Sometimes, I would fly to Nella's Dad's farm, near High River, and land in the pasture. Between us we would hide the aircraft by the barn then have a chat and a beer, or coffee. One day, I thought I would like to take Nella flying, but regulations did not allow us to do this. So, with the help of the pilots in her flight, we dressed her in a flying suit and helmet (hair tucked in), gave her a parachute and passed her off as a student. We flew around for a while, nice and easy. Then, came "show off time." I did a loop with her in the plane, and she never flew with me again.

Telegram from Flight Lieutenant Frank Pollard, serving with 298 Squadron in South East Asia; to his wife, Nella. Handwriting says: "Many happy returns. Letters coming in fine love and kisses"It was time to ask her Dad for his blessing, but he was in the hospital with something minor. I thought this would be a good time to ask, might be safer. He was pretty good and said he had five other daughters and could spare one.

Nella said she would like to have the inside of the chicken house painted. I talked to the camp painter, and he said he would get some. He gave me a can of paint, pale green, and I hid it under my raincoat to carry it to the chicken house. When I got there I had a pale green uniform, the paint can leaked. Lucky I still had my old uniform.

The wedding day came at last. We were at Nella's Dad's farm. We had the ring ($11.50) and we had the marriage license ($7.50). Nella was busy in the house preparing stuff for the reception, which was to be held at the farm, and I was on the back step making ice cream. We did have one problem, the Pentecostal minister said he would marry us—in his house.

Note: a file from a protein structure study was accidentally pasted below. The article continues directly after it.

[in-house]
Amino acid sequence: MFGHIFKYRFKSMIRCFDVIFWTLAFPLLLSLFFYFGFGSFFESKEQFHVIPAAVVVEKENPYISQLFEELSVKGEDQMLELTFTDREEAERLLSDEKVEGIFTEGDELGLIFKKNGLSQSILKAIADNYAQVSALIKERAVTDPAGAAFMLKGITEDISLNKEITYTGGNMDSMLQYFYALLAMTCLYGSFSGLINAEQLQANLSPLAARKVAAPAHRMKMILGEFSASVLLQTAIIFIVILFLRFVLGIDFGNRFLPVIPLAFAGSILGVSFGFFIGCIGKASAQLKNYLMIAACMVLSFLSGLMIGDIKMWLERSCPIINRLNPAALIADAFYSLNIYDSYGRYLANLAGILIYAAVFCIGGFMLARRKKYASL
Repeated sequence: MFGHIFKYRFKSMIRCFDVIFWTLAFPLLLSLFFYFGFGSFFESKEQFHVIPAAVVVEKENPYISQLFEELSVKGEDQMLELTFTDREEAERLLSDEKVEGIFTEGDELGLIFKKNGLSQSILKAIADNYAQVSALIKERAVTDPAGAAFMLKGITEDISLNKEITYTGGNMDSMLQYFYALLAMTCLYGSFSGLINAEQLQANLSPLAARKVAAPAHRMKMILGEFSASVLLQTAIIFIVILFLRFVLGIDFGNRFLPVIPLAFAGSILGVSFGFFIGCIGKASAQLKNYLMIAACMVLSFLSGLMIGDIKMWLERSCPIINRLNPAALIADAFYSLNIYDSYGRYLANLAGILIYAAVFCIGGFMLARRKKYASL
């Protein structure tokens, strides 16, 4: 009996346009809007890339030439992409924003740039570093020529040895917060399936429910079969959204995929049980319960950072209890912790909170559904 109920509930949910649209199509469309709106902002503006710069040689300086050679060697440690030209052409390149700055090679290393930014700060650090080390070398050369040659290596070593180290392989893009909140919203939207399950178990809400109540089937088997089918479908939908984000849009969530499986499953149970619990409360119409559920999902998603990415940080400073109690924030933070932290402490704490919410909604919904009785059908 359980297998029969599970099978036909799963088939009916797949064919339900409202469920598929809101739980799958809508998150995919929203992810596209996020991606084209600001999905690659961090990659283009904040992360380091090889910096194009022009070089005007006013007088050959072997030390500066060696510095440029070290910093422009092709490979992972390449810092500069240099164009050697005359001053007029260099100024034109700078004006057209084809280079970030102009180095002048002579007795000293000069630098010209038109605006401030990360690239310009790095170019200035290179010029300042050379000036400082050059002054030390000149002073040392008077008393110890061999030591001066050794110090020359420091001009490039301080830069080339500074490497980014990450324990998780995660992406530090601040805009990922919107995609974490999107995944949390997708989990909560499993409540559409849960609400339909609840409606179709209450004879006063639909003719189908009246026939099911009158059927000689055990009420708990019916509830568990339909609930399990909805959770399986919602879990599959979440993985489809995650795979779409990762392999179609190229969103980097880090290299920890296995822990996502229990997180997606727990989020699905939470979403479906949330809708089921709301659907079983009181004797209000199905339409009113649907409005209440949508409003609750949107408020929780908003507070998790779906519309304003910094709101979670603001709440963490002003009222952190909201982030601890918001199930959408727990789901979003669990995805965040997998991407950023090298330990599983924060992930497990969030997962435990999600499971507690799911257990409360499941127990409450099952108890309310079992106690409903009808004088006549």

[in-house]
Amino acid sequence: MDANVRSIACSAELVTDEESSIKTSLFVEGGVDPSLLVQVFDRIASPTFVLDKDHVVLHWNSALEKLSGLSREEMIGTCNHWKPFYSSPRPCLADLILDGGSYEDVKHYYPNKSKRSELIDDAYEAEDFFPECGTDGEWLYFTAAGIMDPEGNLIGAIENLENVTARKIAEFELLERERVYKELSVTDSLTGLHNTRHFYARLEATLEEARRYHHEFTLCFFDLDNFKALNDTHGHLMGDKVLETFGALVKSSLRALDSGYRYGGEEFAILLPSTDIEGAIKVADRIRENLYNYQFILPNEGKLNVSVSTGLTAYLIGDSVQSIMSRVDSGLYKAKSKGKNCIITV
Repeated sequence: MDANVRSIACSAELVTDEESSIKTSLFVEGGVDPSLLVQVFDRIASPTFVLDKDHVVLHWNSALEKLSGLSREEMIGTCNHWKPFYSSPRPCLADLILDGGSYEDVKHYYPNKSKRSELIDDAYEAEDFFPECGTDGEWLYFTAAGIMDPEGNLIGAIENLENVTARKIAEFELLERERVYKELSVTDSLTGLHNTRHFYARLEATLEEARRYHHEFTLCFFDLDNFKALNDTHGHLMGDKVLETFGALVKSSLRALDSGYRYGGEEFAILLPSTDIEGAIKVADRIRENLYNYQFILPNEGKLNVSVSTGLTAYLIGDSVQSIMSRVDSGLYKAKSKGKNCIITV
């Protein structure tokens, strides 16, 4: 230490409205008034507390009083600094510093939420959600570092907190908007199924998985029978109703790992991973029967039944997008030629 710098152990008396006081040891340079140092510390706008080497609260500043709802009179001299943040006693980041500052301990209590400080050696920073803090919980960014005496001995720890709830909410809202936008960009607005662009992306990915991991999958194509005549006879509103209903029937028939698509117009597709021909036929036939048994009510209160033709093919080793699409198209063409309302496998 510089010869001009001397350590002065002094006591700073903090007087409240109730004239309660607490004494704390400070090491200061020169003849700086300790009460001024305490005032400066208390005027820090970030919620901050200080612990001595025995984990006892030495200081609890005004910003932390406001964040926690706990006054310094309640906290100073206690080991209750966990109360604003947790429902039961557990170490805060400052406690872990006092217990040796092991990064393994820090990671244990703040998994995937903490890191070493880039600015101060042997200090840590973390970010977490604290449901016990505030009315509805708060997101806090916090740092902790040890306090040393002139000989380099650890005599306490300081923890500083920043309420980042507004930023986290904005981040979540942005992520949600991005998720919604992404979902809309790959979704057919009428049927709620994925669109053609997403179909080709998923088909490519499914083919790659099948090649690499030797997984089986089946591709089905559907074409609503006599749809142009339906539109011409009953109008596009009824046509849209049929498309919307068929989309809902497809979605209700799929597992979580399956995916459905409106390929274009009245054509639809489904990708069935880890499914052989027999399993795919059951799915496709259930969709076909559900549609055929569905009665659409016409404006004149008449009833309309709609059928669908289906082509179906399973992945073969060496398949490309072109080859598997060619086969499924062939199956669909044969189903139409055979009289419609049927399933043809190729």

When it was time to go, we piled into Dad's 1932 Chev, and although he was driving slowly, Nella said, "not so fast, Dad." Nella was dressed in yellow and brown, with a big floppy hat. I think we had some lilacs in the car, they were blooming beautifully on that day, especially for Nella. We have never seen them bloom so early in the year, since. Yellow and brown became my favorite colours that day. My friend, Johnnie, was my best man. I was wearing his best uniform and he his old one.

Halifax MV Rolls Royce Merlin Engines Some pilots from Nella's flight were at the wedding, as well as some friends of "Mom and Pop Bertoia," as they were known in High River. We had a room booked in the St. George Hotel in High River, where we would go after the reception at the farm. Dad drove us to town and we were followed by several cars. In High River someone tied a cast iron stove to the back of the car and it broke to pieces as we drove down main street. Lots of Bertoia friends were by the hotel, and the manager had to let us in via the fire escape.

We had a two-day honeymoon at Nella's aunt's place in Bellevue, in the Crowsnest Pass. We had decided not to go to Niagara Falls, as I had $10.00 and Nella had $20.00. Nella's aunt spoke mostly French. As Nella had lived with her for several years, she was also fluent in that language—I would sit and wonder what they were talking about.

Frank Pollard was eventually posted back to England (soon followed by Nella) where he joined No. 298 (fighter) Squadron, dropping supplies over Northwest Europe, and was then posted to India and Southeast Asia. Leaving the air force, he applied to emigrate to Canada. Mr. And Mrs. Pollard eventually settled in Calgary.